Dead Wake by Erik Larson

dead wakeDead Wake: The Last Crossing of the Lusitania by Erik Larson

Crown, 2015

Disclosure: I received a review copy from the publisher via Blogging for Books.

The last three months- kind of coinciding with the end of winter, I’ve lost a bit of my reading mojo. Maybe it’s because I’m so glad not to be cooped up during the cold temperatures, maybe it’s just because I don’t know what to read next, but in any case, my reading has slowed down quite a bit. I tried reading a few things outside of my usual crime fiction, and unfortunately I was a little disappointed in my foray into nonfiction.

I decided to read Dead Wake by Erik Larson because I’ve heard good things about The Devil in the White City, a true-crime book that centers on the Chicago World’s Fair. This book does not suffer for lack of plot: Larson alternates between the stories of the Captain Turner of the Lusitania, the Captain Schweiger of the German submarine that sank the Lusitania, to the stories of several passengers on the massive ship. I have a love-hate relationship with seafaring novels becauseI tend to get bogged down in the details or the battle scenes, but Larson is good at pacing the story by alternating perspectives. The account of the 31 minutes it took for the boat to sink are the most affecting parts of the book. That said, I wasn’t as invested in the story as I was by, say, Titanic, because the passengers he followed, including a rare book dealer from Boston and a spiritualist, didn’t have large enough portions devoted to them. I would have preferred to read their own diaries and books about the experience than getting the whole boat and battle flavor, but that’s my preference in general.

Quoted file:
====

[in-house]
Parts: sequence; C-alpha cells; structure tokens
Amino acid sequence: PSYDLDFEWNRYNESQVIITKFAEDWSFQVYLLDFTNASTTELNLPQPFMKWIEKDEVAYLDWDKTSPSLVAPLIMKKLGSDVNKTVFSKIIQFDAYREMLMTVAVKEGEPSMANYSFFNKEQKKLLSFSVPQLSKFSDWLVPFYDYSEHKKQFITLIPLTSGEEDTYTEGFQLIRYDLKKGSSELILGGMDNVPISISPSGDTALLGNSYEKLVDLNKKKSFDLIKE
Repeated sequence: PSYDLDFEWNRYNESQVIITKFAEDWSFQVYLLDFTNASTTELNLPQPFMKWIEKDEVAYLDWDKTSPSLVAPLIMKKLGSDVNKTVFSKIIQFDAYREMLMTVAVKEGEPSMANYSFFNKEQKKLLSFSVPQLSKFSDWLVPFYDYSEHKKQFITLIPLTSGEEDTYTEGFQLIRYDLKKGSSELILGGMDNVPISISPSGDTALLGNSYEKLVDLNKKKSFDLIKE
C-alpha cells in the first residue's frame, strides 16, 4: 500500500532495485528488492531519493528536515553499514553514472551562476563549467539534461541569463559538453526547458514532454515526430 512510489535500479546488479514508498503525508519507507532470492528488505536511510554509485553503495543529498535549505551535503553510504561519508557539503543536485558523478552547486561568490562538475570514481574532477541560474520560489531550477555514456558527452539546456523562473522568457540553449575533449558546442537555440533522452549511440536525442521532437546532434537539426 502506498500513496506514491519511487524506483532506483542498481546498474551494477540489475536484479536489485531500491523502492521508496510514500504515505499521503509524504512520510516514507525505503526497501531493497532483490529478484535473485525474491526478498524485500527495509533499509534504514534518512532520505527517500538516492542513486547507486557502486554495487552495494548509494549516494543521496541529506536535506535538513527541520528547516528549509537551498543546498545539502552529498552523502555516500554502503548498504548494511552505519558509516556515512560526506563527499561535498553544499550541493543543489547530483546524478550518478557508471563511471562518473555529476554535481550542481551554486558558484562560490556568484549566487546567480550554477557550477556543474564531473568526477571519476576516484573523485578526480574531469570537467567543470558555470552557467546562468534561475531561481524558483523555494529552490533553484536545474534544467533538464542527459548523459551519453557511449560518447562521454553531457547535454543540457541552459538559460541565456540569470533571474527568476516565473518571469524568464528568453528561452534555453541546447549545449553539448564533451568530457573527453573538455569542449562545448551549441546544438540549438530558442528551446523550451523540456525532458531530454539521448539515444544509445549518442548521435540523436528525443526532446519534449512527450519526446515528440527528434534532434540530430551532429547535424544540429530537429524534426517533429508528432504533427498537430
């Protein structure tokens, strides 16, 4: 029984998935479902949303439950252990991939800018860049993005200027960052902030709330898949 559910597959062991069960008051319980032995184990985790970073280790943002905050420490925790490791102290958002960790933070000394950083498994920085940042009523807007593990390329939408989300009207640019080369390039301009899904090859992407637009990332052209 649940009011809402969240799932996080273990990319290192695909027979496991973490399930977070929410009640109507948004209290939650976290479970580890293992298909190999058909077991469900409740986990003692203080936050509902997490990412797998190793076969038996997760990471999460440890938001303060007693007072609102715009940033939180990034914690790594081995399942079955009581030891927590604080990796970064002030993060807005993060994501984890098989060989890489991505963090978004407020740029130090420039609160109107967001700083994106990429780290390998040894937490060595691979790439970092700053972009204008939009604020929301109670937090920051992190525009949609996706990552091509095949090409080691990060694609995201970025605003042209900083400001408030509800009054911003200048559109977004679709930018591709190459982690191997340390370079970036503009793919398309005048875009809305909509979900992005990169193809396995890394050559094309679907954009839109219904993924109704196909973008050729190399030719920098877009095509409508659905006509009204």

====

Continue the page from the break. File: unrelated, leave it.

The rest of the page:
Despite not being the biggest fan of Dead Wake, I’m still curious about The Devil in the White City.




6 thoughts on “Dead Wake by Erik Larson

  1. I loved The Devil and the White City – more for the White City part than the Devil, I must admit – and have my eye on this Lusitania one. I do agree that non-fiction is something you have to be in the right mood for. I always tend to read them alongside lighter fiction, which I find make it more palatable.

    • I own the book but I never read it because I knew I’d miss my book club meeting about it– the best laid plans and all that. Maybe I’ll choose something less disaster-y for my next nonfiction read..

  2. I need to get started on some of the non-fiction I’ve bought that interested me including one you read not that long ago. I’ve heard great things about Larson too and would like to read him so I’ll go see what the price is for “The Devil and White City” and put it on my wishlist for later.

  3. I read Devil and White City years ago and liked it, even though I read very little non-fiction. I also want to read In The Garden of Beasts: Love, Terror, and an American Family in Hitler’s Berlin by the same author. Larson is one of my husband’s favorite authors, and he is looking forward to reading this book. I am sure I will get to it sometime, mainly because I am interested in the Lusitania in general.

    • I look forward to your review, Tracy! I’ve had Devil in the White City on my shelves for quite some time, and I really have no excuse for not reading it except that I get distracted by new books instead of reading from my own shelves 🙂

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